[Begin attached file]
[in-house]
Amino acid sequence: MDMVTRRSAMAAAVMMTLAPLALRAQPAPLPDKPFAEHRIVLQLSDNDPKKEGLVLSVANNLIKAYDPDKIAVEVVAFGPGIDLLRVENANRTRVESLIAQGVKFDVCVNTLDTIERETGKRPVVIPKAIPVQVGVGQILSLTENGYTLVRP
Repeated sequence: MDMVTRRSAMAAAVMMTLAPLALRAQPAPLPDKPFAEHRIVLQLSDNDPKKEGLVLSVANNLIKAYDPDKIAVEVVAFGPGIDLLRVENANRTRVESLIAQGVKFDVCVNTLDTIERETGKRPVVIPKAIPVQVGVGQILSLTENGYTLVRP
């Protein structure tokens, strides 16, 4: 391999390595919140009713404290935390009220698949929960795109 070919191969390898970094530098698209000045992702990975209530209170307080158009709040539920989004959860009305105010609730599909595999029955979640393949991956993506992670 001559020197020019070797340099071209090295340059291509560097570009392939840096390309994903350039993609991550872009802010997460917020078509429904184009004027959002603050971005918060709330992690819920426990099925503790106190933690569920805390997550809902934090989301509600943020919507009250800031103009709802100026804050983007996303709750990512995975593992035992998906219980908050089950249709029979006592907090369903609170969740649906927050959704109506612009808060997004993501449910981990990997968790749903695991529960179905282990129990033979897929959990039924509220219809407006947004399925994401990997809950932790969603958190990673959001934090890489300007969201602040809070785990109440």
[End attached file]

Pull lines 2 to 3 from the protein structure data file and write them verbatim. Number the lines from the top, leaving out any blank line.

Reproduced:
Amino acid sequence: MDMVTRRSAMAAAVMMTLAPLALRAQPAPLPDKPFAEHRIVLQLSDNDPKKEGLVLSVANNLIKAYDPDKIAVEVVAFGPGIDLLRVENANRTRVESLIAQGVKFDVCVNTLDTIERETGKRPVVIPKAIPVQVGVGQILSLTENGYTLVRP
Repeated sequence: MDMVTRRSAMAAAVMMTLAPLALRAQPAPLPDKPFAEHRIVLQLSDNDPKKEGLVLSVANNLIKAYDPDKIAVEVVAFGPGIDLLRVENANRTRVESLIAQGVKFDVCVNTLDTIERETGKRPVVIPKAIPVQVGVGQILSLTENGYTLVRP